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Tea Party Inc.: The Big Money and Powerful Elites Behind the Right Wing's Latest Uprising

The Tea Parties are billed as a people's movement. But they wouldn't exist without the help of deep-pocketed billionaires.

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More flamboyant is Tea Party Express, another name for Our Country Deserves Better, an anti-Obama PAC founded by Howard Kaloogian, the California attorney who orchestrated the recall of Gov. Gray Davis. The group has already weathered controversy -- its spokesperson, radio talk-show host Mark Williams, was forced to exit the organization in July after authoring a demeaning satire of NAACP president Ben Jealous. But Tea Party Express has nevertheless raised $6.6 million this election, according to recent FEC data, making it, in the estimation of the New York Times , "the single biggest independent supporter of Tea Party candidates." And the group has racked up primary victories for Tea Party insurgencies such as Christine O'Donnell in Delaware, who benefited from $250,000 in Tea Party Express ad buys; Joe Miller in Alaska, who beat incumbent Lisa Murkowski with the aid of $550,000 from the group; and Angle, who has enjoyed nearly $1 million in "independent expenditure" advertising by the group, according to FEC filings.

"Sharron Angle, in my opinion, wouldn't have won [the Republican primary] without the Tea Party Express," California Republican consultant and Tea Party organizer Eric Odom told participants in this year's RightOnline conference.

Reed's Faith & Freedom Coalition, which seeks to unite the Tea Party and the religious right, is provides a unique service to Tea Party Inc.: delivery of religious-right voters to its candidates. On September 11, Reed brought together a few hundred activists for a strategy briefing at Washington, D.C.'s Mayflower Hotel. The event featured speakers from the GOP's glory days, from Karl Rove to Newt Gingrich.There Reed instructed activists on how to "move the needle" when the polls are against you.

"We're building databases of faith-based and fiscal conservatives in every key congressional race, U.S. Senate race or governor's race, and a lot of targeted state legislative races," Reed explained. "Those voters are going to be contacted an average of seven times.We're gonna mail ‘em, we're gonna phone ‘em, if we have an e-mail, we're gonna e-mail ‘em, if we have a cell phone number, we're gonna text-message them. And at the end, we're gonna knock on their door."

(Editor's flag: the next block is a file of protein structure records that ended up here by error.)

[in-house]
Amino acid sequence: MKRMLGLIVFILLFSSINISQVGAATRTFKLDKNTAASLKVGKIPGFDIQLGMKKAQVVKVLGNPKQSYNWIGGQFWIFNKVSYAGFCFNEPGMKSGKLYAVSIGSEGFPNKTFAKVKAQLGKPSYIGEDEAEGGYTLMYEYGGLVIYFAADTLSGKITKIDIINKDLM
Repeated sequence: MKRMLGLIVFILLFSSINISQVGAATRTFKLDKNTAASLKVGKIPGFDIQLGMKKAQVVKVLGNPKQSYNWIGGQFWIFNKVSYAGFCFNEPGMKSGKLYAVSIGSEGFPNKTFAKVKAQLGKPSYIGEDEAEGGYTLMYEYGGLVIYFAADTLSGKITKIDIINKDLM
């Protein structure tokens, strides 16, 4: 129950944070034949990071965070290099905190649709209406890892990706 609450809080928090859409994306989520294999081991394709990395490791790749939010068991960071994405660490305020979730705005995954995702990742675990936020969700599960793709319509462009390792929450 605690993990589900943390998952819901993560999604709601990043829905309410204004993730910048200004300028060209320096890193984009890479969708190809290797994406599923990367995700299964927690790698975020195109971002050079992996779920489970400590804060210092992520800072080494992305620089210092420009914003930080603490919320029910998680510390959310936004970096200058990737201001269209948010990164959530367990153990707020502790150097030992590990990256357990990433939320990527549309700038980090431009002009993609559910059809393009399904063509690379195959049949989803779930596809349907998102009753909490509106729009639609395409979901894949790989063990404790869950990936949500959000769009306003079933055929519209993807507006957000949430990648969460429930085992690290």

Reed's big announcement of his new Faith & Freedom Coalition took place in August 2009, at an Atlanta rally against health-care reform convened by Americans for Prosperity, the organization fronted by his old business partner, Tim Phillips. FreedomWorks chairman Dick Armey delivered the keynote address, and Fox News contributor Herman Cain made the business case against health-care reform.

Phillips couldn't make it to Atlanta that day. He was stuck in Pittsburgh, at his RightOnline conference, rubbing elbows with the stars of Rupert Murdoch's News Corp.

*UPDATE: January 31, 2011 - Since our publication of this story in October 2010, the "Restoring Honor" page of GlennBeck.com and the Web site of the 9/12 Project Beck founded no longer feature links to Tea Party Express or Tea Party Patriots.

Click here for an Illustrated Guide to Tea Party, Inc.

For more of AlterNet's reporting on the Tea Party movement, check out our new anthology, Dangerous Brew: Exposing the Tea Party's Agenda to Take Over America, edited by Don Hazen and Adele M. Stan.

Adele M. Stan is AlterNet's Washington bureau chief.